An Easter sacrifice: courage remembered — Charles Gardner

Pastor Paul Schneider, a German pastor who resisted Nazism to his death

The approach to Passover and Easter is a good time to remember the extreme bravery of German pastor Paul Schneider, who almost single-handedly stood up to Nazi brutality in the years immediately preceding World War II.

He paid with his life, murdered by lethal injection in July 1939, aged just 42, in a bid to forever silence his refusal to bow to Nazi ideology.

But, as with Bible heroes, he still speaks nearly a century on, with the Third Reich long since crumbled to dust.

His last months were spent in the notorious Buchenwald Concentration Camp, where he was repeatedly beaten and tortured. Yet, from his cell window, he accused his captors and encouraged his fellow inmates.

On Easter Sunday, when thousands of prisoners were assembled for mustering, he defied his severe handicap inflicted by torture as he climbed to his cell window and shouted: “Comrades, listen to me. This is Pastor Schneider. People are tortured and murdered here. So the Lord says, ‘I am the resurrection and the life!’”

Schneider refused to compromise or accommodate Nazi influence in the church, challenging: “Where are those Christian consciences who judge righteously, who take the standard for their politics neither from National Socialism nor from socialism, but rather from the Gospel?”1

The Holocaust could have been avoided if the German church had stood as one against Nazism in the way Schneider did. Instead, we’re still reaping the whirlwind sown by such spineless betrayal of our Lord and his gospel as we try to convince Jewish survivors that it wasn’t Christians who sent them to the camps.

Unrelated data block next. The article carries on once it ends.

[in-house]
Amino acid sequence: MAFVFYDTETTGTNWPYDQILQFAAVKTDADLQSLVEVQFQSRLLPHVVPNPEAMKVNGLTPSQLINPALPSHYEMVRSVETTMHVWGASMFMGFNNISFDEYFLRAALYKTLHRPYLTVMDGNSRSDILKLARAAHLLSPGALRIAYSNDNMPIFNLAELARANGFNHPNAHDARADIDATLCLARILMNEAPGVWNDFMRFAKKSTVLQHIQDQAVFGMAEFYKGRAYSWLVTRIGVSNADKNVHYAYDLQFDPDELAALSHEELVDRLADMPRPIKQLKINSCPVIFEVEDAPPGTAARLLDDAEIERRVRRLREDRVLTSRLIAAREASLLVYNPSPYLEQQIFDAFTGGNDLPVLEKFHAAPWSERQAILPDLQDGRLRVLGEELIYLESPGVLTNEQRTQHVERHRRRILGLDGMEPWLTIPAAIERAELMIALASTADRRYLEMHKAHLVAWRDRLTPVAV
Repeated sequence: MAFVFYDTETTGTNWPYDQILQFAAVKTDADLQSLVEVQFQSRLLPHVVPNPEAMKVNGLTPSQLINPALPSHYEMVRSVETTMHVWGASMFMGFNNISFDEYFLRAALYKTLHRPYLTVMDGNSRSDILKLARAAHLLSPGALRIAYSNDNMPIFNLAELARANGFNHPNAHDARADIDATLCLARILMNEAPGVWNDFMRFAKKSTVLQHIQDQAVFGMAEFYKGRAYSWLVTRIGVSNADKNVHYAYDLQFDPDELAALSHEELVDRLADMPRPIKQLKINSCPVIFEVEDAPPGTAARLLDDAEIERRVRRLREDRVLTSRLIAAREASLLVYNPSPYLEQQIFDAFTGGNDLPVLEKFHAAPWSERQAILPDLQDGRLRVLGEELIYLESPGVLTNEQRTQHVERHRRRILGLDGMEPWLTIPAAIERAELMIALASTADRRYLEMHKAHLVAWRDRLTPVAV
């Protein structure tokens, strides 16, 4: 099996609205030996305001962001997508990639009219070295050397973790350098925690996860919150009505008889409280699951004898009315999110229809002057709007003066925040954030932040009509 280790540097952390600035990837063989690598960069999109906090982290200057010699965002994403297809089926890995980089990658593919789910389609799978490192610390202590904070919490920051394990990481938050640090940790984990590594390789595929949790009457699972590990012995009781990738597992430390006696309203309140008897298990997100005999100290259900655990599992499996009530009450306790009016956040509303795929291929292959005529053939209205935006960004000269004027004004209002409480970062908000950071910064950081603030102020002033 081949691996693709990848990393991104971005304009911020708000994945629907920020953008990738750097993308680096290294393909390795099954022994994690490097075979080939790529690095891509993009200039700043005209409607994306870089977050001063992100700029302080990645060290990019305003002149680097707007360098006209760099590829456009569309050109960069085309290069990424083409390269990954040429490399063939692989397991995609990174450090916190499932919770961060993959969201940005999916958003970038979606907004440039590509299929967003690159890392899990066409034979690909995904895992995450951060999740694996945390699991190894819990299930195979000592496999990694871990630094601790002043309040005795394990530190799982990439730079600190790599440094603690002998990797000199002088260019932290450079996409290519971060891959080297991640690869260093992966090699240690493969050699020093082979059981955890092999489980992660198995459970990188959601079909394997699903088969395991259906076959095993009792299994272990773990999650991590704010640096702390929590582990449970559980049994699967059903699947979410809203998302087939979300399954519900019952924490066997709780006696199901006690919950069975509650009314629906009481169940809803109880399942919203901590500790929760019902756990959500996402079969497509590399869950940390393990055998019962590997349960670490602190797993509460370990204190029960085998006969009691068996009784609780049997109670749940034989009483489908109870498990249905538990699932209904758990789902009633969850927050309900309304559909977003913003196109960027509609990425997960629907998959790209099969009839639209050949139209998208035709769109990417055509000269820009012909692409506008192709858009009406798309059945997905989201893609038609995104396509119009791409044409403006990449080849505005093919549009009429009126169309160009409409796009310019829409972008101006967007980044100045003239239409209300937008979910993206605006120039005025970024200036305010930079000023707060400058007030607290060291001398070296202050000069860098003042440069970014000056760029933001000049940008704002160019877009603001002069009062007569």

Similarly today, some are bravely holding out in the face of the wicked world of wokery (the new form of witchcraft) bulldozing its way through the foundations of our morality. A British Bible College professor has been summarily dismissed from a once highly esteemed evangelical institution for rightly calling out the same-sex marriage agenda, tweeting: “If sin is no longer sin, we no longer need a Saviour.” Father-of-five Dr Aaron Edwards was even threatened with a counter-terrorism referral.

If the rest of the UK church followed his example, the poisonous effects of worldly wokery would soon be healed. The Bible warns us not to be ‘yoked together’ with unbelievers, but to “come out from among them and be separate” and “touch no unclean thing” (2 Corinthians 6:17, Isaiah 52:11).

Paul the Apostle adds that we should have nothing to do with those having a form of godliness while denying its power (2 Timothy 3:5). He further predicts that the teaching of those who do not correctly handle the word of truth will spread like gangrene (see 2 Timothy 2:14-17), a pretty disgusting but thoroughly apt image in view of the rainbow flag-waving crowds determined that we should all accept homosexual and other vile practices as entirely normal.

But there is a better way. Those protesting against the Israeli government’s judicial reform proposals were received with evident graciousness by the Orthodox residents of Bnei Brak. The Bible-believers were meeting aggression and false teaching with love and truth, handing out food and drink while dancing and rejoicing before the Lord. A sight to really savour was the video of the motorcyclist who took off his helmet to join in the singing, lifting his hands in worship as his tear-stained face glowed with apparent ecstasy.

I pray this marks a turning point in the hearts of God’s ancient people – and the Gentile world they have been called to bless. I know this was Tel Aviv, but the biblical call to pray for the peace of neighbouring Jerusalem has never been so urgent.

Could this be a glimpse, or even a trailer, of that glorious day when “all Israel shall be saved” and they look on the One they have pierced and grieve for him as they would for an only child and a first-born son (Romans 11:26, Zechariah 12:10)?

I conclude where I started, with another challenging story from the Nazi era. An elderly lady has found shalom in Messiah after sharing her story from life in the ghettos.

She told how the Nazis wanted to shoot her father, but she threw herself upon him and said, ‘Shoot me instead’. The sight of a child being prepared to die for her father softened the Nazis’ hearts and they let him go.

A companion then told her that, just as she was prepared to die in her father’s place, so God gave his beloved Son to die in her place. She duly accepted Yeshua into her life and found the shalom for which every Jew longs.

1Heroes of the Faith, April-June 2023,

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